Despite this situation, it is very important to note that the AFRINIC registry remains operational without any considerable disruptions. This is thanks to the AFRINIC staff who provide their services under very difficult circumstances and should be recognized for their great work in doing so.

At the same time, AFRINIC’s difficult position has raised the attention of many parties towards the resilience, governance and accountability of the global RIR system. Although each RIR is an independent legal entity, with its own processes and governance, all RIRs collectively form the Internet Numbers Registry System and all of them have committed to be collectively responsible for it. This system is now under scrutiny. The RIRs, as self-regulatory bodies, increasingly need to prove with their communities that there are adequate checks and balances ensuring the stability and self-governance of the Internet Numbers Registry System.

The criteria set in 2001 for the accreditation of an RIR need to be revised through a broad community-led consultation. This will be a long-term process, though it is necessary for strengthening the RIR system. In the meantime, we can only create some assurance that the existing obligations outlined in ICP-2 are being respected by all RIRs at all times. The creation of such assurances would function as the foundation for the proper long-term review of the RIR accreditation and the update (or rather replacement) of ICP-2.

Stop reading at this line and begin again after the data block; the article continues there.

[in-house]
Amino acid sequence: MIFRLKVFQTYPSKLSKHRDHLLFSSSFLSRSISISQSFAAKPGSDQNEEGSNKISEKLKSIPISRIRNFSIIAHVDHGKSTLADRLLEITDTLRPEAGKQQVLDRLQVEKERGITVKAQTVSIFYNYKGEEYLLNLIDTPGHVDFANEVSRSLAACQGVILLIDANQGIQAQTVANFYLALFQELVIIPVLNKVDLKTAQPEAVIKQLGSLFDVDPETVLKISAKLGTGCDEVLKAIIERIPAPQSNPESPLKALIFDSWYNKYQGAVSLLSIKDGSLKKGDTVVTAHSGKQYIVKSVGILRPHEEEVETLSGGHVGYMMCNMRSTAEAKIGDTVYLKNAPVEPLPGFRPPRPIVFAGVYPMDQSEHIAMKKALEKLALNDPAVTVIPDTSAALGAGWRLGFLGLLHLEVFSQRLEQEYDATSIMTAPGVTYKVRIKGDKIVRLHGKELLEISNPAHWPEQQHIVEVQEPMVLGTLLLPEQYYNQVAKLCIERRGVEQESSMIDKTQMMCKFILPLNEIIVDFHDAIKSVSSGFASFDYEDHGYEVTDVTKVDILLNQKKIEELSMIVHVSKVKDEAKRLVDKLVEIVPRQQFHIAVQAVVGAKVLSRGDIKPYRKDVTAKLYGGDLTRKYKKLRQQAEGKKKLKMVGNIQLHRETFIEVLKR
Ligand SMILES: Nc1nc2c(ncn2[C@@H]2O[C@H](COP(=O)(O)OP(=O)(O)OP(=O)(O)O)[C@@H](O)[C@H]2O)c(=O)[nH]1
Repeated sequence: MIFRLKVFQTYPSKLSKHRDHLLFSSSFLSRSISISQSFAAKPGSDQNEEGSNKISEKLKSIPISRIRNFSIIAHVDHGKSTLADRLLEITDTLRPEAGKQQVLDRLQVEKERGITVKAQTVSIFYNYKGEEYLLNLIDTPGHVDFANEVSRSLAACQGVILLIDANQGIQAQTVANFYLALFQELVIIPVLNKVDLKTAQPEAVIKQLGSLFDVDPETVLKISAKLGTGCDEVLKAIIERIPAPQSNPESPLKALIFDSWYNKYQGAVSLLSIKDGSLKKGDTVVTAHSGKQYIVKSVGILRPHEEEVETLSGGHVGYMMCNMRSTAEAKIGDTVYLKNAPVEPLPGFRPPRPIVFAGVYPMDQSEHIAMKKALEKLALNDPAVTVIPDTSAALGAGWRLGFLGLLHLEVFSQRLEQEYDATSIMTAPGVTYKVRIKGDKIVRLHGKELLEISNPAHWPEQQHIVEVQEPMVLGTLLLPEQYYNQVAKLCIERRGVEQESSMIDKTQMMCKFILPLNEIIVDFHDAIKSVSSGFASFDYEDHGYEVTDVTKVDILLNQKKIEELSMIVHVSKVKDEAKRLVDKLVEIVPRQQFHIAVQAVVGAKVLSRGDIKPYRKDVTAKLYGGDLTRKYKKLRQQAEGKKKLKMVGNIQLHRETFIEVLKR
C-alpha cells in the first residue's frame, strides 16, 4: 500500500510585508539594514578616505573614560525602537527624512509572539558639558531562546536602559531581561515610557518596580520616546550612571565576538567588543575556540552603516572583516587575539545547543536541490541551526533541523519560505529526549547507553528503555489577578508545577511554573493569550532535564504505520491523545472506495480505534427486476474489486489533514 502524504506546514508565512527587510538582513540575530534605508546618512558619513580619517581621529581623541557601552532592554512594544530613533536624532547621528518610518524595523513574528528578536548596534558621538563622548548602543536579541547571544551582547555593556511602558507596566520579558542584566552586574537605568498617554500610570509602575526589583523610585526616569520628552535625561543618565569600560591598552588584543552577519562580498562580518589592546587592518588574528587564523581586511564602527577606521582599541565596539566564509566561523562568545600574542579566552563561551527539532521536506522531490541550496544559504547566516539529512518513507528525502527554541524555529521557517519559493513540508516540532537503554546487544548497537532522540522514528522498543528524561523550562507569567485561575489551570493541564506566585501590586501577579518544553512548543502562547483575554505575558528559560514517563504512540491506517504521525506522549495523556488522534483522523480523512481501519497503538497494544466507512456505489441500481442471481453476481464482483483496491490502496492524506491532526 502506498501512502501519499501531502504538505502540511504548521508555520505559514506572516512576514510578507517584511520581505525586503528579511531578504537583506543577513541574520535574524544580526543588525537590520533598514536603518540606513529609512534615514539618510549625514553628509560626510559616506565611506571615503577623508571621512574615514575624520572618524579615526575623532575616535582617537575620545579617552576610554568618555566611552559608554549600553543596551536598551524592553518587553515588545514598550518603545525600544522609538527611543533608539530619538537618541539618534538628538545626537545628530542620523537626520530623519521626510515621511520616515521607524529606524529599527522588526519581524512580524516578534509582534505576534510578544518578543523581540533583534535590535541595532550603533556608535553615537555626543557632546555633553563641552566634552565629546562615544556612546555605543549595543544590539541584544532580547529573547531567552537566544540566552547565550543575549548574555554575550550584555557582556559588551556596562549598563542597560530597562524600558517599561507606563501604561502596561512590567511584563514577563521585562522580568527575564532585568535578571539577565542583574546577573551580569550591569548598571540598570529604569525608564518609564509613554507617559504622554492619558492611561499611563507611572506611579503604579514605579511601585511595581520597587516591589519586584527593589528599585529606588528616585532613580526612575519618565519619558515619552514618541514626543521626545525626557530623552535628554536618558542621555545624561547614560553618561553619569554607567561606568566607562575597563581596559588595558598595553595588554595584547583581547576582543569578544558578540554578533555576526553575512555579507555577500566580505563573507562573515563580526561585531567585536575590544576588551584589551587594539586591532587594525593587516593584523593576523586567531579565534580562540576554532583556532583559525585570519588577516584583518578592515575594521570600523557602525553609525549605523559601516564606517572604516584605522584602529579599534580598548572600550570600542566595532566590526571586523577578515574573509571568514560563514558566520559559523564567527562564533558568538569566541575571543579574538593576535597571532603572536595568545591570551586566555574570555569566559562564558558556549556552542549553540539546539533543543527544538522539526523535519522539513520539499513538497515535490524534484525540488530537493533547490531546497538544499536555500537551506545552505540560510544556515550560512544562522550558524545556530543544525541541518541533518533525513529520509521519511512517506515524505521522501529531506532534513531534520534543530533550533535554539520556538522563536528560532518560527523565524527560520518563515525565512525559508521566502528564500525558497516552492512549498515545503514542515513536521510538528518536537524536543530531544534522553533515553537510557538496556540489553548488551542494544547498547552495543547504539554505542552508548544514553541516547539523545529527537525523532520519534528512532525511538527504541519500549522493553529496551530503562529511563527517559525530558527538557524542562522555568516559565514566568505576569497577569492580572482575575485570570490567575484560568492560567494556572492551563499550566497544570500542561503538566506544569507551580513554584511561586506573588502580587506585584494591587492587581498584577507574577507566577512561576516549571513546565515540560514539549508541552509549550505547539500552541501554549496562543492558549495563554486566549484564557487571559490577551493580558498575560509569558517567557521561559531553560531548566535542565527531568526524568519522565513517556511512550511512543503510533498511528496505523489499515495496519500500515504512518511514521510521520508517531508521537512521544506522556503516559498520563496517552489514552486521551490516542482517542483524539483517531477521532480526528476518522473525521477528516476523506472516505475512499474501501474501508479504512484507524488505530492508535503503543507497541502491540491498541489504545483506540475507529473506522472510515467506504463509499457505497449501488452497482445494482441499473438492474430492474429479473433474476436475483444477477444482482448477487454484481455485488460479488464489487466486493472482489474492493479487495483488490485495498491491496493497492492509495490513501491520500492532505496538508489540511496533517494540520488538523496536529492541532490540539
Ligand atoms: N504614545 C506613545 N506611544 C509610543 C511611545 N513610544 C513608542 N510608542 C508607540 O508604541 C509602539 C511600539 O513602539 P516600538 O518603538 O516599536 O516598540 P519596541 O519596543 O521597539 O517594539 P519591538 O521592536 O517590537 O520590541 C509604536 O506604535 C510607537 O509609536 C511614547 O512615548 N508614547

Accordingly, while the other four RIRs are following the developments in AFRINIC, we have also been considering ways to strengthen the accountability of the RIR system, to ensure that (1) already existing obligations RIRs have committed continue to be respected and (2) the criteria sent in 2001 for the accreditation of an RIR are revised by the RIR community. The resulting plan has two parts: